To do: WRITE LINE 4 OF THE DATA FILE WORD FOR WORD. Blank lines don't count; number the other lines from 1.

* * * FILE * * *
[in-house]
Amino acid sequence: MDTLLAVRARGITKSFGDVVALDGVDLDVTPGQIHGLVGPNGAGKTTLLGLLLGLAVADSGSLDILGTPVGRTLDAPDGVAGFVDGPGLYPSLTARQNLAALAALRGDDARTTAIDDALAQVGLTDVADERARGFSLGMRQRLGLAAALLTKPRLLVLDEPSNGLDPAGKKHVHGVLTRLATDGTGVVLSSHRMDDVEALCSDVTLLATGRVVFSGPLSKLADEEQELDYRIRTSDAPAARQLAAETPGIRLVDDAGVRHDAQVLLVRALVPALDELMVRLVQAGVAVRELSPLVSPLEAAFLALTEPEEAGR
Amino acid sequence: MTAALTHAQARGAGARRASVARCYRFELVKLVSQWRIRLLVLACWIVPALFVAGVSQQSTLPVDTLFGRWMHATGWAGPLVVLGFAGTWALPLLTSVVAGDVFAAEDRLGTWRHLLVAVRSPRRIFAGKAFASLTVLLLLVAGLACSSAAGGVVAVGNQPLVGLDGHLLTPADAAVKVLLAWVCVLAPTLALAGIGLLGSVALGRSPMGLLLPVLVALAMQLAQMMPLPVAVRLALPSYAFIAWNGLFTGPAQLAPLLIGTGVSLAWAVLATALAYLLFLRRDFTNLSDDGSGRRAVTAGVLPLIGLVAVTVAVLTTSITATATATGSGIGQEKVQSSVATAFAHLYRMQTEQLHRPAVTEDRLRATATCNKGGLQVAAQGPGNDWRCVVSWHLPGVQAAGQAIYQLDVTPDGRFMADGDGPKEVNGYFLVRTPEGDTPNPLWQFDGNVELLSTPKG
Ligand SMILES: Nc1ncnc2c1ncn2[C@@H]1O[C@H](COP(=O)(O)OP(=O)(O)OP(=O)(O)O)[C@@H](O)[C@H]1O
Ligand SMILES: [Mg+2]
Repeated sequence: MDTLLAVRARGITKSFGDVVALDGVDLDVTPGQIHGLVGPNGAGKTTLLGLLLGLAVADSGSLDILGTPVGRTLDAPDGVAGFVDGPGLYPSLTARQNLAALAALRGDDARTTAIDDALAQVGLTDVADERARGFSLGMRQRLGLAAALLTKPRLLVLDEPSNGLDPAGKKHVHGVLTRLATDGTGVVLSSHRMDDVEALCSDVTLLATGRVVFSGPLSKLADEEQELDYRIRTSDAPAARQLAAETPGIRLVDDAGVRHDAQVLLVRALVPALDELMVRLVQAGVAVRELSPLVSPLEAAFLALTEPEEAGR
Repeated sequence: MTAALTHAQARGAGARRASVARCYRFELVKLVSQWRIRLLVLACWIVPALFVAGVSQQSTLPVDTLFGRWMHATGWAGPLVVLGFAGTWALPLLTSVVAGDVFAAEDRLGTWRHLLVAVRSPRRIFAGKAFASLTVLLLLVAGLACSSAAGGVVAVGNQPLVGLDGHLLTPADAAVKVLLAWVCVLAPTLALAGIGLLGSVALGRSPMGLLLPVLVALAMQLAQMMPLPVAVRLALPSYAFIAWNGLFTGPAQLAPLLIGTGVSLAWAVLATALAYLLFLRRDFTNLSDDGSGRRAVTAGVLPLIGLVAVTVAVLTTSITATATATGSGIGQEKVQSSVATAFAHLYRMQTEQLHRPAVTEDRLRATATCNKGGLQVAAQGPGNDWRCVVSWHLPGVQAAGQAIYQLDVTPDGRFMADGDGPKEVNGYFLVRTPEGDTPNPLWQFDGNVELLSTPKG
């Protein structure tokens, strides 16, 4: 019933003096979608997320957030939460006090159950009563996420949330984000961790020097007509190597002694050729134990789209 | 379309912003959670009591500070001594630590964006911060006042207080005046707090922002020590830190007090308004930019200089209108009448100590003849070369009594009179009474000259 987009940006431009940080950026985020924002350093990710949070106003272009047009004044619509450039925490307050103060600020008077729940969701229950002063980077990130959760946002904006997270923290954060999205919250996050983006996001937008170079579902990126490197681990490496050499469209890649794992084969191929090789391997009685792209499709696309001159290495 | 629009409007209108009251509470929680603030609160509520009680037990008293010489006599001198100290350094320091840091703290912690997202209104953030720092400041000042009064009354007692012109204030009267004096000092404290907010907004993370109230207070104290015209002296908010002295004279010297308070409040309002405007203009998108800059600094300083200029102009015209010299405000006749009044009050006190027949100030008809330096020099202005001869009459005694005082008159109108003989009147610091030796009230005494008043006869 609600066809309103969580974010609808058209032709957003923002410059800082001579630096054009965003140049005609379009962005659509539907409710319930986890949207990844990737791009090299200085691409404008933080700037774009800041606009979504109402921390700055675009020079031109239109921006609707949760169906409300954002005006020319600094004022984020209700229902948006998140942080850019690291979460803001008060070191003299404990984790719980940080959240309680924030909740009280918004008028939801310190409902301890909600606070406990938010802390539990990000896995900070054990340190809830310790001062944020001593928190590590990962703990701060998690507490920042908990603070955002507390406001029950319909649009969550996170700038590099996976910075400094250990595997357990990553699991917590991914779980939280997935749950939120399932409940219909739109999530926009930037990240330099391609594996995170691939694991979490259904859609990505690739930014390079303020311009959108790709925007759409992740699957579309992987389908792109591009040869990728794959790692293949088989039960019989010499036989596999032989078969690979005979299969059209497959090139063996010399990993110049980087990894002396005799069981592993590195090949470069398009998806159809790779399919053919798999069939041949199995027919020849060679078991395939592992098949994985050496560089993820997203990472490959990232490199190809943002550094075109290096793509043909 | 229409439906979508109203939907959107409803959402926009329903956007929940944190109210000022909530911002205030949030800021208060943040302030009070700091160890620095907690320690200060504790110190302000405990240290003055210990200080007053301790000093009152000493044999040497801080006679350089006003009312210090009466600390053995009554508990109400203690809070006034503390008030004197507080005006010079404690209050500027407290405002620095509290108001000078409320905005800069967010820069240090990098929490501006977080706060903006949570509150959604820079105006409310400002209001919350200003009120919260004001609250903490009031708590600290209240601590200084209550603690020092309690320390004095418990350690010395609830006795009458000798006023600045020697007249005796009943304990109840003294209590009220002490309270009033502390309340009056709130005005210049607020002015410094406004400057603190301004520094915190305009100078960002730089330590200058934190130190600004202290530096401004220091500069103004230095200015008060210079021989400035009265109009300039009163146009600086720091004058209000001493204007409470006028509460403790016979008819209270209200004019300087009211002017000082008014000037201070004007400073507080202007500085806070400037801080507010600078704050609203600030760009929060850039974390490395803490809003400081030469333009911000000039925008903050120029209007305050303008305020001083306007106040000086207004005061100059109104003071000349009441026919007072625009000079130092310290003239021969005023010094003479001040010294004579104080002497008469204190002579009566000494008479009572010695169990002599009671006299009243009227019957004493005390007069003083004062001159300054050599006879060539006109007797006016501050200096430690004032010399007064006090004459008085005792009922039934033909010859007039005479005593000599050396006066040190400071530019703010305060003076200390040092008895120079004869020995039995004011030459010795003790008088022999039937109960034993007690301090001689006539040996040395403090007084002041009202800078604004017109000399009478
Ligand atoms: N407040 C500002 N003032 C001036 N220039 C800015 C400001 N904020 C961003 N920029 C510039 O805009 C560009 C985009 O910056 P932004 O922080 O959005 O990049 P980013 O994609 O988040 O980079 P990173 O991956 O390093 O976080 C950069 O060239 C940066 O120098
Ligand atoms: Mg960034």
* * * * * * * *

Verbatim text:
Ligand SMILES: Nc1ncnc2c1ncn2[C@@H]1O[C@H](COP(=O)(O)OP(=O)(O)OP(=O)(O)O)[C@@H](O)[C@H]1O